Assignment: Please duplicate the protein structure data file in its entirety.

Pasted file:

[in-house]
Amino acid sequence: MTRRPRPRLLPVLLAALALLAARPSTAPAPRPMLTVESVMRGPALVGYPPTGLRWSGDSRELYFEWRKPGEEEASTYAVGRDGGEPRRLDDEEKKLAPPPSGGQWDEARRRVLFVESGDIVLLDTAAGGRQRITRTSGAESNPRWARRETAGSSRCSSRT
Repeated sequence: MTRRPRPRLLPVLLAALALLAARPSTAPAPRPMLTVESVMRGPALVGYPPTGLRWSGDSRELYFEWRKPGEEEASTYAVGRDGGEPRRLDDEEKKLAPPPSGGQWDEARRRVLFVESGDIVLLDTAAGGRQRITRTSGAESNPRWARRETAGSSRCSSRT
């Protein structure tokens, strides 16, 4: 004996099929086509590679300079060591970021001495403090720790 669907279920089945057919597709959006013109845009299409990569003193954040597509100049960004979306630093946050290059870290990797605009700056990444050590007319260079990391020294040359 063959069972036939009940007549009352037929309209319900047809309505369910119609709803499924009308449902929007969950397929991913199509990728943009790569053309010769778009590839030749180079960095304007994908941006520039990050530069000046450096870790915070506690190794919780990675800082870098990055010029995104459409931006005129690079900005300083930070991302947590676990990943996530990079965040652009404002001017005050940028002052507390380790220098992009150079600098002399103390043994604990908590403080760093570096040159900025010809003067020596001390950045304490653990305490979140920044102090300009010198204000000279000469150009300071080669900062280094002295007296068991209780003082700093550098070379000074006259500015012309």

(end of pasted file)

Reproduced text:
[in-house]
Amino acid sequence: MTRRPRPRLLPVLLAALALLAARPSTAPAPRPMLTVESVMRGPALVGYPPTGLRWSGDSRELYFEWRKPGEEEASTYAVGRDGGEPRRLDDEEKKLAPPPSGGQWDEARRRVLFVESGDIVLLDTAAGGRQRITRTSGAESNPRWARRETAGSSRCSSRT
Repeated sequence: MTRRPRPRLLPVLLAALALLAARPSTAPAPRPMLTVESVMRGPALVGYPPTGLRWSGDSRELYFEWRKPGEEEASTYAVGRDGGEPRRLDDEEKKLAPPPSGGQWDEARRRVLFVESGDIVLLDTAAGGRQRITRTSGAESNPRWARRETAGSSRCSSRT
């Protein structure tokens, strides 16, 4: 004996099929086509590679300079060591970021001495403090720790 669907279920089945057919597709959006013109845009299409990569003193954040597509100049960004979306630093946050290059870290990797605009700056990444050590007319260079990391020294040359 063959069972036939009940007549009352037929309209319900047809309505369910119609709803499924009308449902929007969950397929991913199509990728943009790569053309010769778009590839030749180079960095304007994908941006520039990050530069000046450096870790915070506690190794919780990675800082870098990055010029995104459409931006005129690079900005300083930070991302947590676990990943996530990079965040652009404002001017005050940028002052507390380790220098992009150079600098002399103390043994604990908590403080760093570096040159900025010809003067020596001390950045304490653990305490979140920044102090300009010198204000000279000469150009300071080669900062280094002295007296068991209780003082700093550098070379000074006259500015012309």